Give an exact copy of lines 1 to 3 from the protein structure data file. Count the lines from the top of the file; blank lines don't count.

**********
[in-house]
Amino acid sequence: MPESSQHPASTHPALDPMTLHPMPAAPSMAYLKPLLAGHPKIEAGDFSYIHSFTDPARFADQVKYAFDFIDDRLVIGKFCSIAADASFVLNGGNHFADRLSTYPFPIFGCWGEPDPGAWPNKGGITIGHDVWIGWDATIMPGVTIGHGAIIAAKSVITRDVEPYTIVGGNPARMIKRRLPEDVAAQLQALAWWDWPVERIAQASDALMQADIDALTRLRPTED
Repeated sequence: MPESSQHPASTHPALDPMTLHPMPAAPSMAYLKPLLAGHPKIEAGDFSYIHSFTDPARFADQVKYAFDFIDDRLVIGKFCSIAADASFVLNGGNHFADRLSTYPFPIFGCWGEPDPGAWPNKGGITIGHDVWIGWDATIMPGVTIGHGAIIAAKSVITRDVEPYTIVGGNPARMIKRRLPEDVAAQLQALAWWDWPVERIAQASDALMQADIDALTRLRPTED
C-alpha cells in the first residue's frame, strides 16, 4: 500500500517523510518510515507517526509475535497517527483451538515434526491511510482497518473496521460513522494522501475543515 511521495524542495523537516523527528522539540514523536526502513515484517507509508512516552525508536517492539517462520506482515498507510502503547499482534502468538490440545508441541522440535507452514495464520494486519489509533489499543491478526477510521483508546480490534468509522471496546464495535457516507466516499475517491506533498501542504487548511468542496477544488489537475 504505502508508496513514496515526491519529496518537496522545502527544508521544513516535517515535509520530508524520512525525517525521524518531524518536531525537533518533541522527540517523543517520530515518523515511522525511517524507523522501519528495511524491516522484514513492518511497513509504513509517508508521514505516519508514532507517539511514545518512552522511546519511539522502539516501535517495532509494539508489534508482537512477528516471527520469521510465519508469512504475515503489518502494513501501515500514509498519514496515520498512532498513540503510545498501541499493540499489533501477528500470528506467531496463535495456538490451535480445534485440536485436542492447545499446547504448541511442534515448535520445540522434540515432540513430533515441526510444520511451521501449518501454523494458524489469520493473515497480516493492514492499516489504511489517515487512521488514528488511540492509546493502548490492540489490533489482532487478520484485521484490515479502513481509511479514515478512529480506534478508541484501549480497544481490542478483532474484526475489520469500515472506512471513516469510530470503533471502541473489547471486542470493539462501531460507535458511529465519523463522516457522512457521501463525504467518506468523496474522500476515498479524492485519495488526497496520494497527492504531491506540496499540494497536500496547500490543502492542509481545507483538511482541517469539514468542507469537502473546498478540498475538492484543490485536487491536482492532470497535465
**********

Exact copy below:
[in-house]
Amino acid sequence: MPESSQHPASTHPALDPMTLHPMPAAPSMAYLKPLLAGHPKIEAGDFSYIHSFTDPARFADQVKYAFDFIDDRLVIGKFCSIAADASFVLNGGNHFADRLSTYPFPIFGCWGEPDPGAWPNKGGITIGHDVWIGWDATIMPGVTIGHGAIIAAKSVITRDVEPYTIVGGNPARMIKRRLPEDVAAQLQALAWWDWPVERIAQASDALMQADIDALTRLRPTED
Repeated sequence: MPESSQHPASTHPALDPMTLHPMPAAPSMAYLKPLLAGHPKIEAGDFSYIHSFTDPARFADQVKYAFDFIDDRLVIGKFCSIAADASFVLNGGNHFADRLSTYPFPIFGCWGEPDPGAWPNKGGITIGHDVWIGWDATIMPGVTIGHGAIIAAKSVITRDVEPYTIVGGNPARMIKRRLPEDVAAQLQALAWWDWPVERIAQASDALMQADIDALTRLRPTED